The evidence at issue surrounds the arrest of Roxanne's mother in 1986 on drug charges and the magistrate's reduction of the mother's initial cash bond to a personal recognizance. The magistrate resigned after an ensuing SLED investigation. Evidence in the SLED file indicated that the bond was reduced after Roxanne agreed to a sexual encounter with the magistrate. The trial judge reviewed the evidence in camera and refused to allow the appellants to inspect the SLED file or to use evidence from the file to impeach Roxanne.

I discern a pivotal distinction between the specific, documented SLED file evidence and a broad, ambiguous admission by an admitted drug user that she had lied about her involvement in the drug business, that she had prior drug-related and forgery convictions, and that she would do and had done anything to support her habit while she was a junkie.

Based upon a finding of cumulativeness, the trial court excluded the SLED file evidencewhich tended to show that the witness had intentionally manipulated the judicial system to gain an advantage; that her questionable action had occurred even as the unlawful conspiracy was ongoing; and that there was an inference that she would engage in illegal or harmful conduct with a calculated, reckless disregard for the interests of others. Conversely, the admitted testimony that the trial court found to be ample on the issue of Roxanne's credibility constituted little more than a confession to the stereotypical vices generally associated with the chronic drug dependency of a "junkie."

I am convinced that any act tending to demonstrate a willingness to undermine the judicial system is far more egregious than other misdeeds and evinces a greater degree of culpability. In my view, the excluded evidence has unique relevance to Roxanne's character with regard to the case on trial, and the appellants were entitled to disclosure and use of the evidence for witness impeachment.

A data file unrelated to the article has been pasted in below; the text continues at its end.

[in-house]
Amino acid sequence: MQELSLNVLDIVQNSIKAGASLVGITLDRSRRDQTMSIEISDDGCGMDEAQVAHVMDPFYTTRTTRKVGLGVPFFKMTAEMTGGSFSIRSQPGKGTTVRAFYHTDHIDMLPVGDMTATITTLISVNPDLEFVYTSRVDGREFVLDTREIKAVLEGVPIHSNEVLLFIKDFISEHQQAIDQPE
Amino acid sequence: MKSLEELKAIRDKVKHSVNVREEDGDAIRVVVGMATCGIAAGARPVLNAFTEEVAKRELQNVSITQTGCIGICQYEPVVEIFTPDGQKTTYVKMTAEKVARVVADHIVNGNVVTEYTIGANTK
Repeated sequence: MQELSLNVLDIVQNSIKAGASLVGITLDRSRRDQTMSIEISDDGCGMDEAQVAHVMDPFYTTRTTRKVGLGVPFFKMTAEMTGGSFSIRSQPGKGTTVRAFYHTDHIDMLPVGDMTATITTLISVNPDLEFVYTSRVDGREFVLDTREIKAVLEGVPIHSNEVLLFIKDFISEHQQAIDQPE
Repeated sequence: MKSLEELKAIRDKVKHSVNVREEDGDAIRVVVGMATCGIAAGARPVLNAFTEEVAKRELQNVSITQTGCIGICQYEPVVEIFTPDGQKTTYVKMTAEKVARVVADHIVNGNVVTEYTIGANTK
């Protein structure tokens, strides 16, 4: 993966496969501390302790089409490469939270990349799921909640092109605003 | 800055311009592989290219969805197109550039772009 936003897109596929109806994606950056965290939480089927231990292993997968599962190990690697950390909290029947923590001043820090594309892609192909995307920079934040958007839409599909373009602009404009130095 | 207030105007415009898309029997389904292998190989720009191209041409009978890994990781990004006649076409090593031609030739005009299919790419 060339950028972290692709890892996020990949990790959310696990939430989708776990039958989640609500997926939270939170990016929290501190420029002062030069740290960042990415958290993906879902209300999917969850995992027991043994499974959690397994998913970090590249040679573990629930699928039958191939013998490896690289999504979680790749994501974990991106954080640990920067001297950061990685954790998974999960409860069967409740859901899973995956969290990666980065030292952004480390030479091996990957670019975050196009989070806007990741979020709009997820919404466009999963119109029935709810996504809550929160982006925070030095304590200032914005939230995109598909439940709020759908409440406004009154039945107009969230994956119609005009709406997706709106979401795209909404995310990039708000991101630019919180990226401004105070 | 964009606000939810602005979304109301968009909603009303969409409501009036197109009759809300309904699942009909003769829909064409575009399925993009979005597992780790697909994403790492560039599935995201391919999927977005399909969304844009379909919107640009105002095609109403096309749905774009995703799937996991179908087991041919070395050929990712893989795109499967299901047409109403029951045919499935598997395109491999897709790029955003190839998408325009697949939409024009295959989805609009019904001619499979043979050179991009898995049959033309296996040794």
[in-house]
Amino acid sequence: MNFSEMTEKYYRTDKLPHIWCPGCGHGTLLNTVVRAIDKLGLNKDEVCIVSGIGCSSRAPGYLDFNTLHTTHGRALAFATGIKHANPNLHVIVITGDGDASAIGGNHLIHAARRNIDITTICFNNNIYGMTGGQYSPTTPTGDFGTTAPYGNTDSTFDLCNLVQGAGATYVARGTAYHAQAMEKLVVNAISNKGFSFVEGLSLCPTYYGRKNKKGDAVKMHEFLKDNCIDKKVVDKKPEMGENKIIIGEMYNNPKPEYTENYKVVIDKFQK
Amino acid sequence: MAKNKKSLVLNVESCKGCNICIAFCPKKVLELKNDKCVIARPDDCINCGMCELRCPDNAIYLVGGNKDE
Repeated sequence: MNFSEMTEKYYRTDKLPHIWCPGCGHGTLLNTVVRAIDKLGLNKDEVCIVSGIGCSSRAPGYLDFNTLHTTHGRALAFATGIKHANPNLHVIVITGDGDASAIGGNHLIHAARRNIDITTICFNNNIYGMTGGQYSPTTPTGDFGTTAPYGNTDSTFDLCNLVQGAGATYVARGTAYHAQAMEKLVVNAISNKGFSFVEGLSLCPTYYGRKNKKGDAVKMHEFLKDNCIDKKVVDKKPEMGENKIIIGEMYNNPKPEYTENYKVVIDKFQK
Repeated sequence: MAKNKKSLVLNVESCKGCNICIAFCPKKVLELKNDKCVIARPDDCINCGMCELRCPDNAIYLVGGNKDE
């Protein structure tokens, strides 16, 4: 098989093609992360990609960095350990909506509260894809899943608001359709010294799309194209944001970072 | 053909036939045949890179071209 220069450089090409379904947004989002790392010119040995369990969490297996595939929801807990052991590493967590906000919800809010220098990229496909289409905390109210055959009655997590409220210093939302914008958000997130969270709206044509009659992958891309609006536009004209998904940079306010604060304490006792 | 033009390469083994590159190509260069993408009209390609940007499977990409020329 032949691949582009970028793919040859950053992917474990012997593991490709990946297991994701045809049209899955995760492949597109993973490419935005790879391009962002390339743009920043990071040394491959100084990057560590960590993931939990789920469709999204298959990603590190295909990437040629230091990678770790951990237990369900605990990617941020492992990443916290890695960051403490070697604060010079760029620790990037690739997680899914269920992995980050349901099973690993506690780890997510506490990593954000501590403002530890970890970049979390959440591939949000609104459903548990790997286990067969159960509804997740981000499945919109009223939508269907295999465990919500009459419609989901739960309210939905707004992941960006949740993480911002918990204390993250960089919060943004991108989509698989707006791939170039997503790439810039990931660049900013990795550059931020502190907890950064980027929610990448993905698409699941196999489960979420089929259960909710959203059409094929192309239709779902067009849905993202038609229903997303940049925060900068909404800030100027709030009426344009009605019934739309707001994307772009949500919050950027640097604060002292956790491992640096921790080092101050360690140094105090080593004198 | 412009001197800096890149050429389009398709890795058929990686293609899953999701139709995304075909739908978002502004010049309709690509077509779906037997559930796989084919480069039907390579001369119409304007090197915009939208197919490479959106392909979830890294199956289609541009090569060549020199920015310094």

The complex, bloated prosecution growing out of this case spanning from 1982 to 1989, involving several states, multiple counties in South Carolina, and numerous individuals tended to obscure significant issues and resulted in a convoluted trial. However, two facts are clear and undisputed; one, that there was a single constant in the conspiracyeach of the appellants had dealings with Roxanne; and two, that Roxanne was a crucial witness for the state. Given the fact that a substantial portion of the evidence required to establish a conspiracy isby naturesubjective, witness credibility assumes paramount *85 importance in arriving at the truth. See State v. Dasher, 278 S.C. 454, 298 S.E.2d 215 (1982).

I would hold that the appellants were prejudiced by the trial court's failure to permit counsel for the appellants to examine the SLED file and that their inability to conduct impeaching cross examination of Roxanne based upon pertinent evidence from the SLED file denied the appellants the right to a fair trial. I would reverse appellants' convictions for conspiracy.


[1] A painkiller derived from morphine.

[2] Those six appellants arc Ronald Clayton Carpenter, Hazel Ruby Carpenter, Edward Joe Smith, Kenneth Lee Smith, James Clifford Smith, and Olin Dewitt Thompson.

[3] There is no such jurisdictional defect in the conspiracy count which alleges the conspiracy took place in two counties.

[4] Persons charged in the indictment who pled guilty or who were acquitted at trial are referred to in the opinion as defendants. Collins was acquitted.

[5] We find no evidence in the record to support this assertion.

[6] See United States v. Kenny, 645 F.2d 1323 (9th Cir.1981), for a discussion of a wheel conspiracy.

[7] We do find the phone tap evidence obtained in Philadelphia probative but we do not reach the admissibility of this particular evidence since it was cumulative to other evidence in the record. State v. Blackburn, 271 S.C. 324, 247 S.E.2d 334 (1978).

[8] The factors to be applied in determining whether, in the totality of the circumstances, the proof shows one or more conspiracies are (1) the time periods involved; (2) the places where the conspiracy(ies) allegedly occurred; (3) the persons charged; (4) the overt acts or other descriptions of the offenses alleged which indicate the nature and scope of the activities being prosecuted; and (5) the substantive statutes alleged to have been violated.

[9] Brady v. Maryland, 373 U.S. 83, 83 S. Ct. 1194, 10 L. Ed. 2d 215 (1963).